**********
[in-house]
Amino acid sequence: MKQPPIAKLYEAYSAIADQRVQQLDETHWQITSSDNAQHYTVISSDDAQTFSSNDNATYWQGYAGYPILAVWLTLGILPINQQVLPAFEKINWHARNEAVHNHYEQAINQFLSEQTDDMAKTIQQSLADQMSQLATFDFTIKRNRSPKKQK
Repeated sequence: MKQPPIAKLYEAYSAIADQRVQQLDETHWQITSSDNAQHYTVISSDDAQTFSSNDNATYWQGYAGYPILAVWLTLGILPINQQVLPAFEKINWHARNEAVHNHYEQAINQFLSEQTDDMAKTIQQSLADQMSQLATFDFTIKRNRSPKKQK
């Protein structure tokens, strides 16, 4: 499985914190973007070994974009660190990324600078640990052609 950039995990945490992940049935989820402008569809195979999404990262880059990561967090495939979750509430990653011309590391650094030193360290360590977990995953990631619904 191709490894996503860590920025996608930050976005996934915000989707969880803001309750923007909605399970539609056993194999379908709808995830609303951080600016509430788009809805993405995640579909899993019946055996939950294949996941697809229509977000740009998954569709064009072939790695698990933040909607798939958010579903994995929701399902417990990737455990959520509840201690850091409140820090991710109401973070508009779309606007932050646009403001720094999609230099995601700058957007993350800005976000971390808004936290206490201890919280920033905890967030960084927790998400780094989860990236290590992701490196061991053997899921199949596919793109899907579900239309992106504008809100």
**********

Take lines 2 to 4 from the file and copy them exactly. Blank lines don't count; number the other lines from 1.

Amino acid sequence: MKQPPIAKLYEAYSAIADQRVQQLDETHWQITSSDNAQHYTVISSDDAQTFSSNDNATYWQGYAGYPILAVWLTLGILPINQQVLPAFEKINWHARNEAVHNHYEQAINQFLSEQTDDMAKTIQQSLADQMSQLATFDFTIKRNRSPKKQK
Repeated sequence: MKQPPIAKLYEAYSAIADQRVQQLDETHWQITSSDNAQHYTVISSDDAQTFSSNDNATYWQGYAGYPILAVWLTLGILPINQQVLPAFEKINWHARNEAVHNHYEQAINQFLSEQTDDMAKTIQQSLADQMSQLATFDFTIKRNRSPKKQK
């Protein structure tokens, strides 16, 4: 499985914190973007070994974009660190990324600078640990052609 950039995990945490992940049935989820402008569809195979999404990262880059990561967090495939979750509430990653011309590391650094030193360290360590977990995953990631619904 191709490894996503860590920025996608930050976005996934915000989707969880803001309750923007909605399970539609056993194999379908709808995830609303951080600016509430788009809805993405995640579909899993019946055996939950294949996941697809229509977000740009998954569709064009072939790695698990933040909607798939958010579903994995929701399902417990990737455990959520509840201690850091409140820090991710109401973070508009779309606007932050646009403001720094999609230099995601700058957007993350800005976000971390808004936290206490201890919280920033905890967030960084927790998400780094989860990236290590992701490196061991053997899921199949596919793109899907579900239309992106504008809100």